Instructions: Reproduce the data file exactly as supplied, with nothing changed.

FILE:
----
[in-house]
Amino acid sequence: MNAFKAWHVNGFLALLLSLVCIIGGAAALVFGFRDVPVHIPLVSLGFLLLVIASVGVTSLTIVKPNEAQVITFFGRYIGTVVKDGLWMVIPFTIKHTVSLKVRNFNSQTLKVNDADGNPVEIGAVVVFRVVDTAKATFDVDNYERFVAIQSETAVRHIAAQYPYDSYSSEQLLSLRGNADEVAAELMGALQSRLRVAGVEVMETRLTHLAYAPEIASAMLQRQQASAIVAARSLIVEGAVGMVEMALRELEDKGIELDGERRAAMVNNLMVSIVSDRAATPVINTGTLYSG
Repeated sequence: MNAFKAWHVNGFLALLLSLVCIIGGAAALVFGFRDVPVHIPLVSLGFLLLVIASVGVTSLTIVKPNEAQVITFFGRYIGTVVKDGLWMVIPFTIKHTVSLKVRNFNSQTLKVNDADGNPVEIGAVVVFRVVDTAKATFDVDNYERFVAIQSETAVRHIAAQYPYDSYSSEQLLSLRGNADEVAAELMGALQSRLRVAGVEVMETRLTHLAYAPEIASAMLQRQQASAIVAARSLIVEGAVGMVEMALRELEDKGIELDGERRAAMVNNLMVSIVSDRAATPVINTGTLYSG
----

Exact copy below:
[in-house]
Amino acid sequence: MNAFKAWHVNGFLALLLSLVCIIGGAAALVFGFRDVPVHIPLVSLGFLLLVIASVGVTSLTIVKPNEAQVITFFGRYIGTVVKDGLWMVIPFTIKHTVSLKVRNFNSQTLKVNDADGNPVEIGAVVVFRVVDTAKATFDVDNYERFVAIQSETAVRHIAAQYPYDSYSSEQLLSLRGNADEVAAELMGALQSRLRVAGVEVMETRLTHLAYAPEIASAMLQRQQASAIVAARSLIVEGAVGMVEMALRELEDKGIELDGERRAAMVNNLMVSIVSDRAATPVINTGTLYSG
Repeated sequence: MNAFKAWHVNGFLALLLSLVCIIGGAAALVFGFRDVPVHIPLVSLGFLLLVIASVGVTSLTIVKPNEAQVITFFGRYIGTVVKDGLWMVIPFTIKHTVSLKVRNFNSQTLKVNDADGNPVEIGAVVVFRVVDTAKATFDVDNYERFVAIQSETAVRHIAAQYPYDSYSSEQLLSLRGNADEVAAELMGALQSRLRVAGVEVMETRLTHLAYAPEIASAMLQRQQASAIVAARSLIVEGAVGMVEMALRELEDKGIELDGERRAAMVNNLMVSIVSDRAATPVINTGTLYSG